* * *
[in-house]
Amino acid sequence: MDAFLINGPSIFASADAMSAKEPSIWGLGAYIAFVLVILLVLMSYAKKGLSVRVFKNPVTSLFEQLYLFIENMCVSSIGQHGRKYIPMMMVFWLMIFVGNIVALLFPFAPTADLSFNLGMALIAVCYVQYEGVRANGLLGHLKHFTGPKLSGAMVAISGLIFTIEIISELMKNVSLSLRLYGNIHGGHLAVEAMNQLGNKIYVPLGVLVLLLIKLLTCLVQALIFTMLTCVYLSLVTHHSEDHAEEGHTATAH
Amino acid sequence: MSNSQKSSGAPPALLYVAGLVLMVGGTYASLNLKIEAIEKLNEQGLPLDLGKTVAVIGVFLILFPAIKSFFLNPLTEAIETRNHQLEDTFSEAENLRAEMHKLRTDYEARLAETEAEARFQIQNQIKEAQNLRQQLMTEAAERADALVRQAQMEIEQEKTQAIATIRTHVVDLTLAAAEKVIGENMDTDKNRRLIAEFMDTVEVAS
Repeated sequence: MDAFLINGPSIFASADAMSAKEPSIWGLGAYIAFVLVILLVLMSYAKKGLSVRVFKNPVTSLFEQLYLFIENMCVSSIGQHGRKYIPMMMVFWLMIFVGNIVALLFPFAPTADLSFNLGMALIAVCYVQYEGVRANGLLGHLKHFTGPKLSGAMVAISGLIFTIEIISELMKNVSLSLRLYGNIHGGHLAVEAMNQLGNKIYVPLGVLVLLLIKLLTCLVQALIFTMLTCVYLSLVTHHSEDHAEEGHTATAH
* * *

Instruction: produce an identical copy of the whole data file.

[in-house]
Amino acid sequence: MDAFLINGPSIFASADAMSAKEPSIWGLGAYIAFVLVILLVLMSYAKKGLSVRVFKNPVTSLFEQLYLFIENMCVSSIGQHGRKYIPMMMVFWLMIFVGNIVALLFPFAPTADLSFNLGMALIAVCYVQYEGVRANGLLGHLKHFTGPKLSGAMVAISGLIFTIEIISELMKNVSLSLRLYGNIHGGHLAVEAMNQLGNKIYVPLGVLVLLLIKLLTCLVQALIFTMLTCVYLSLVTHHSEDHAEEGHTATAH
Amino acid sequence: MSNSQKSSGAPPALLYVAGLVLMVGGTYASLNLKIEAIEKLNEQGLPLDLGKTVAVIGVFLILFPAIKSFFLNPLTEAIETRNHQLEDTFSEAENLRAEMHKLRTDYEARLAETEAEARFQIQNQIKEAQNLRQQLMTEAAERADALVRQAQMEIEQEKTQAIATIRTHVVDLTLAAAEKVIGENMDTDKNRRLIAEFMDTVEVAS
Repeated sequence: MDAFLINGPSIFASADAMSAKEPSIWGLGAYIAFVLVILLVLMSYAKKGLSVRVFKNPVTSLFEQLYLFIENMCVSSIGQHGRKYIPMMMVFWLMIFVGNIVALLFPFAPTADLSFNLGMALIAVCYVQYEGVRANGLLGHLKHFTGPKLSGAMVAISGLIFTIEIISELMKNVSLSLRLYGNIHGGHLAVEAMNQLGNKIYVPLGVLVLLLIKLLTCLVQALIFTMLTCVYLSLVTHHSEDHAEEGHTATAH